• Customs and traditions Customs and traditions

    The different municipalities that make up the Tramuntana Mountains have contributed to the creation of a wide range of festivities and cultural events of a religious, pagan and commemorative nature. As well as traditional festivities, a wide variety of regular cultural activities have been created and integrated into the local festive calendar, forming part of the complementary activities on which cultural tourism to the area by islanders and non–islanders is partly based. Festivities On t [...]

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LIVING LANDSCAPE

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Ethnographic, scientific and technical knowledge

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In 1869 Archduke Ludwig Salvator of Habsburg-Lorraine and Bourbon of Austria (Florence, 1847 - Prague, 1915) arrived in Mallorca, becoming known locally as s´Arxiduc. He was so captivated by the beauty of the north coast that in 1872 he purchased Miramar and gradually acquired most of the estates located between Valldemossa and Deià. He had the spirit of a traveller and a scientist, and was a great nature lover too, building paths and vantage points on these estates.

Over the following decades, Miramar became the centre of his possessions. It was there that he received all his visitors, who were drawn by the beauty of the landscape, and they can be considered Mallorca´s first tourists. They include the French painter and writer Gastón Vuillier; the prehistorians Bartoli and Cartailhac; the Spanish naturalist Odón de Buen; the botanist and rector of the University of Geneva, Roberto H. Chorat; the writer Margherita D´Este; and the poets Rubén Darío and Jacinto Verdaguer.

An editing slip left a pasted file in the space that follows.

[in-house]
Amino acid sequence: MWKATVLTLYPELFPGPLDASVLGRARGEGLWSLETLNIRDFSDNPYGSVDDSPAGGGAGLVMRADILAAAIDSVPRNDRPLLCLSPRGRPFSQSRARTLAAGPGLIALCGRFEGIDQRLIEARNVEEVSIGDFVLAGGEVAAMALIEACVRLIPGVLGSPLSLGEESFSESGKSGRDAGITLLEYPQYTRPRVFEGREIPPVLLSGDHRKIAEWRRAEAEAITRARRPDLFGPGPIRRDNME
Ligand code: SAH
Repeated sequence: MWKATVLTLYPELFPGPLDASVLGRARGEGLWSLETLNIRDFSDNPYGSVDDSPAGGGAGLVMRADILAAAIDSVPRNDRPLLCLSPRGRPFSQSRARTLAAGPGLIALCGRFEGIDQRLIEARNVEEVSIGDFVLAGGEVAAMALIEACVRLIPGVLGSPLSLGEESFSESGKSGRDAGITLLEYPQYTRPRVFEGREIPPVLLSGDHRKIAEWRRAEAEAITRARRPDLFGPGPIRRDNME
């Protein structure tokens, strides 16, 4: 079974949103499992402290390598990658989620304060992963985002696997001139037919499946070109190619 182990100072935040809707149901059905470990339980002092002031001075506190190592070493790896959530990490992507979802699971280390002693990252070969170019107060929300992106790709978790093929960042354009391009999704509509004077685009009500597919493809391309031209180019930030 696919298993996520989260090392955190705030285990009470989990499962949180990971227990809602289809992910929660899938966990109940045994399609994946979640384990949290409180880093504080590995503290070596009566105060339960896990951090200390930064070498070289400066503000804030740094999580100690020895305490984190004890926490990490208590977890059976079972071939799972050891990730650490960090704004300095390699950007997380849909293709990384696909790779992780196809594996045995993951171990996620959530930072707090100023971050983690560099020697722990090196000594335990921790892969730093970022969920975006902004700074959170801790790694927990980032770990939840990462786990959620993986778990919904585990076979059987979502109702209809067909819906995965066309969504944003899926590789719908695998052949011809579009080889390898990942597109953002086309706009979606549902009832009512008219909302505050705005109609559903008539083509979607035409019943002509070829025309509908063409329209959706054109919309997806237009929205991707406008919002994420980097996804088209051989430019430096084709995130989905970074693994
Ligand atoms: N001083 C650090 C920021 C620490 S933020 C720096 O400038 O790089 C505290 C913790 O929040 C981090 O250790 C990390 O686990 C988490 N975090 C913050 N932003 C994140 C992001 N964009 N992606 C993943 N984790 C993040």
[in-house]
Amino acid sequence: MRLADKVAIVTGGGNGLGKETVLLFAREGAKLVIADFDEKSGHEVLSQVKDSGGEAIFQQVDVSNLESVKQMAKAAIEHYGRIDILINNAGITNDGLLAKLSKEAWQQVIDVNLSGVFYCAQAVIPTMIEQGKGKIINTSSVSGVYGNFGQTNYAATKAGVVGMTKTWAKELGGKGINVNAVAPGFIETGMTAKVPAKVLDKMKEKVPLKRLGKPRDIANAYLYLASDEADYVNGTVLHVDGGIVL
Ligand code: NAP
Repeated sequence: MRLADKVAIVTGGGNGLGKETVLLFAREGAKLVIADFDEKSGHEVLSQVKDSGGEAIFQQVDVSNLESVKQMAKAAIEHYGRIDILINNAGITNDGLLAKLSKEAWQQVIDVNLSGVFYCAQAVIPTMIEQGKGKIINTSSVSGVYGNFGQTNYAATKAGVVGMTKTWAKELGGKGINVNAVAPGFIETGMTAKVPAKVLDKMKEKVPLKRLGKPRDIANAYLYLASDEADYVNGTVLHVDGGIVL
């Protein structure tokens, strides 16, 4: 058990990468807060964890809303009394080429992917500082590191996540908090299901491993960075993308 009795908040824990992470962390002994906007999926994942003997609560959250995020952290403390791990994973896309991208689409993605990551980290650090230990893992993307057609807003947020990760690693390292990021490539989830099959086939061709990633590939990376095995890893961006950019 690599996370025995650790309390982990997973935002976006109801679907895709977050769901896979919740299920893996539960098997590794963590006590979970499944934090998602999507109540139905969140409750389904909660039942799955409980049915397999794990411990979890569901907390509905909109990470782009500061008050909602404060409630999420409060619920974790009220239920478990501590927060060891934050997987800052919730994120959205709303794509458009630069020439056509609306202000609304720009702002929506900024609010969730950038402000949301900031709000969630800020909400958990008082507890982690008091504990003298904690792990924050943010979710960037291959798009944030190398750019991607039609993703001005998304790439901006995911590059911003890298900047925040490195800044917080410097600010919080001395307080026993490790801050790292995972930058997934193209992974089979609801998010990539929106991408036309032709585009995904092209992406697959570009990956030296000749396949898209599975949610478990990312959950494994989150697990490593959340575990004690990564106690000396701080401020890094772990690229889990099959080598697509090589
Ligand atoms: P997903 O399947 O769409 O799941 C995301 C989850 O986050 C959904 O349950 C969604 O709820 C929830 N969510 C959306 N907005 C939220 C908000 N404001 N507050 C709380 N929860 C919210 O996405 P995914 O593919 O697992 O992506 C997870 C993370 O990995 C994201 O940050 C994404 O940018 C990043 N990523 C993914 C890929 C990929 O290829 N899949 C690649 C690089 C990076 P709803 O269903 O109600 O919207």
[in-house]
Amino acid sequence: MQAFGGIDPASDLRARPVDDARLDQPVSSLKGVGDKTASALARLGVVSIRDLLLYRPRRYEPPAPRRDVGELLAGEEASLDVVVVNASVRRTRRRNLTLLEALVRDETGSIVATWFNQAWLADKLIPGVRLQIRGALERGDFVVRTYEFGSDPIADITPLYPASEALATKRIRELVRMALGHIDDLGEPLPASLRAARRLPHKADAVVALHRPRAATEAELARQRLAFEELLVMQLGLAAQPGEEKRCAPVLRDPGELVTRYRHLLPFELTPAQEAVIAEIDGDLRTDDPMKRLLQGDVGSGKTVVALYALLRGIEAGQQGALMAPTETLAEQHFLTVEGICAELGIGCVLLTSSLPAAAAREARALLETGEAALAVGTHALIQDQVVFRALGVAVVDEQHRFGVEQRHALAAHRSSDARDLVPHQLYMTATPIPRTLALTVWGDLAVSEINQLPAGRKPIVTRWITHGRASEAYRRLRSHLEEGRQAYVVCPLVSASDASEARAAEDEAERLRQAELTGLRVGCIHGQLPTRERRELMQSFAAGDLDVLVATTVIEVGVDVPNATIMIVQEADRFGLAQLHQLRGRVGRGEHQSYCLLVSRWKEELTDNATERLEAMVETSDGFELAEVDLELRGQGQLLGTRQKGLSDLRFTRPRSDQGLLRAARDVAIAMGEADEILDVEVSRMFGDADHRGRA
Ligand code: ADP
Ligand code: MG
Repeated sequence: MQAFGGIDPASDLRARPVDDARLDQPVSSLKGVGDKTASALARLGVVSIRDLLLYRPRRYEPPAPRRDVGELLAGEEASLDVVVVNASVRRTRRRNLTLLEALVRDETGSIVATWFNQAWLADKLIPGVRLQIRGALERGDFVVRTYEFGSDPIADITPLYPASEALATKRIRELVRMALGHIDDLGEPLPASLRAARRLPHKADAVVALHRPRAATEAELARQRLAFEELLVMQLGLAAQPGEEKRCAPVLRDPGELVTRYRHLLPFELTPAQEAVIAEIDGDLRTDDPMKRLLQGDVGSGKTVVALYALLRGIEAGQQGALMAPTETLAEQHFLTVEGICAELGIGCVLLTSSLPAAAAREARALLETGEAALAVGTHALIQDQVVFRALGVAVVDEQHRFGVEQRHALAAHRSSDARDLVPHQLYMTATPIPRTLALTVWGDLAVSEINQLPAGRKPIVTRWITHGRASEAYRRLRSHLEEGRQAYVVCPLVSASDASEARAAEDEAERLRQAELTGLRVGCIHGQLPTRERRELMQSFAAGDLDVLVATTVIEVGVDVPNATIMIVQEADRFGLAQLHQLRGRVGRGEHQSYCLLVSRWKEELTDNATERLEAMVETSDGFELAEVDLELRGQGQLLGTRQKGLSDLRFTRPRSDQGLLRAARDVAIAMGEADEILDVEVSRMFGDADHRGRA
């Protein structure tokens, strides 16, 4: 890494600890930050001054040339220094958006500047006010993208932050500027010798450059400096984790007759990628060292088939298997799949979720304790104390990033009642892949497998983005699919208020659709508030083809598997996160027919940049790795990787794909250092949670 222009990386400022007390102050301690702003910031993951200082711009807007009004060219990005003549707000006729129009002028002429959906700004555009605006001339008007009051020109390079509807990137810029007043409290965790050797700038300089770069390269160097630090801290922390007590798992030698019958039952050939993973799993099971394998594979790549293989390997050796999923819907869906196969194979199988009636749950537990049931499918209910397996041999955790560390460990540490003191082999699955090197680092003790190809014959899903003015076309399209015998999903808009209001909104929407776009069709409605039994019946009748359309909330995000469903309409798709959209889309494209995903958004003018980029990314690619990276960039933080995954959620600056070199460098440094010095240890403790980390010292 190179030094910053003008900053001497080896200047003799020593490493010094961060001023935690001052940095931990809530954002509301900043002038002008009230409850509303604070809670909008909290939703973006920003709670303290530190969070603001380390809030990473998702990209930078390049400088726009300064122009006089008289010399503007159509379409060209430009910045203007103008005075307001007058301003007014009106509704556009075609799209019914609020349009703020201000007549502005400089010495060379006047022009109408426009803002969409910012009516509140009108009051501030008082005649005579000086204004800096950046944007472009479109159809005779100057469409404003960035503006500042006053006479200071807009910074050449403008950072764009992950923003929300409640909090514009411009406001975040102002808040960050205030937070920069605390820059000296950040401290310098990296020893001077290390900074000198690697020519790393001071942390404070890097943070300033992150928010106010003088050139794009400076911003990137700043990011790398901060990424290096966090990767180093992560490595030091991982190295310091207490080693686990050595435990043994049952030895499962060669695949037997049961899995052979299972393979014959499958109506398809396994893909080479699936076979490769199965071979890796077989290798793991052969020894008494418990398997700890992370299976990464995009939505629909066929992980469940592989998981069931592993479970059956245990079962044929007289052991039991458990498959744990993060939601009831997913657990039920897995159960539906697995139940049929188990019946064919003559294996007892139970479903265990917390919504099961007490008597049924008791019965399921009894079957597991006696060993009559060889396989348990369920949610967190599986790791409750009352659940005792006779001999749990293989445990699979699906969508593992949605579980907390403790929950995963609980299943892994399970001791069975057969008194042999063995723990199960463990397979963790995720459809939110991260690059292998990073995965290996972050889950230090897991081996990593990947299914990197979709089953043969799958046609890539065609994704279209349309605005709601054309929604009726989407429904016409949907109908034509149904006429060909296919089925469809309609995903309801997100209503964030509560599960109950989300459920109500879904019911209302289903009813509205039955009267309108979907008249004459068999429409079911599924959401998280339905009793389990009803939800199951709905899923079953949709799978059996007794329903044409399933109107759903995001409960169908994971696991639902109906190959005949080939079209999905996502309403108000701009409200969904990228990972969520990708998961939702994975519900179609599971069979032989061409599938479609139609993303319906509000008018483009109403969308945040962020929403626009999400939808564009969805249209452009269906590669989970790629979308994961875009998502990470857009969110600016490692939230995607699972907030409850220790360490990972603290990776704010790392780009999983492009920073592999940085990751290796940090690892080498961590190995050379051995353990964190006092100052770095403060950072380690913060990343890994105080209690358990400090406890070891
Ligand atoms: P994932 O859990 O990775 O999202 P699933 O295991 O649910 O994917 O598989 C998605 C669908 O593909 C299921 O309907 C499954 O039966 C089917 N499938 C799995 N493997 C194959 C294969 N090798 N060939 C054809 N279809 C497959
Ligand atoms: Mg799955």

He became integrated into the local population, learning the Catalan language and investigating traditional culture. As a result he published Rondalles de Mallorca (Folktales of Mallorca, 1895), among other works. But the Archduke´s fundamental contribution was Die Balearen geschildert in Wort und Bild (The Balearic Islands Described in Words and Pictures, 1897), a complete radiography of the reality of the Balearic Islands in the second half of the 19th century in which he describes the habits, customs and scenery of the Balearic archipelago, populated and worked just by its inhabitants along with the occasional traveller. This extensive work would later achieve international recognition. In fact, Jules Verne based a part of his novel Clovis Dardentor (1896), set in Mallorca, on this book, since Verne himself never visited the island.

Aside from the contributions that Archduke Ludwig Salvator made to broadening knowledge of the ethnography and culture of the Tramuntana area, we must also stress those of other researchers and scientists, such as François Aragó, Dorothea Bate, Guillem Colom, Emil G. Racovitza and William Waldren. They contributed to a knowledge of the natural environment of the Tramuntana area and boosted work carried out subsequently by other researchers.